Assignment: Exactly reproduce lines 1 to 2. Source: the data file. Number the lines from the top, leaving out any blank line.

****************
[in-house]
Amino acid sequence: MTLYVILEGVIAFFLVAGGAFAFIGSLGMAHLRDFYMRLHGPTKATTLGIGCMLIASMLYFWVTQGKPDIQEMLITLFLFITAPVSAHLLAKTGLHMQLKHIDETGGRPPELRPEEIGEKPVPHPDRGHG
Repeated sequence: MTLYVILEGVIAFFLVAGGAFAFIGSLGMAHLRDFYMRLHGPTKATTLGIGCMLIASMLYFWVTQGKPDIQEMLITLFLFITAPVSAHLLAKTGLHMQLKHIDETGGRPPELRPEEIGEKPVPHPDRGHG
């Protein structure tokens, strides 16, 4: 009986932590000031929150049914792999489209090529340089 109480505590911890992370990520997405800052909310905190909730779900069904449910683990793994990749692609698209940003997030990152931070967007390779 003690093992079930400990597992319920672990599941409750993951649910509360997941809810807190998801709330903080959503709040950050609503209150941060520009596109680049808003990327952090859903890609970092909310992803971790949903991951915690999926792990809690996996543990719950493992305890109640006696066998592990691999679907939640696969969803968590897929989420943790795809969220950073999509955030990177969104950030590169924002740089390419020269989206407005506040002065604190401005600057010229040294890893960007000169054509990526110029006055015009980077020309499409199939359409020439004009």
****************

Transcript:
[in-house]
Amino acid sequence: MTLYVILEGVIAFFLVAGGAFAFIGSLGMAHLRDFYMRLHGPTKATTLGIGCMLIASMLYFWVTQGKPDIQEMLITLFLFITAPVSAHLLAKTGLHMQLKHIDETGGRPPELRPEEIGEKPVPHPDRGHG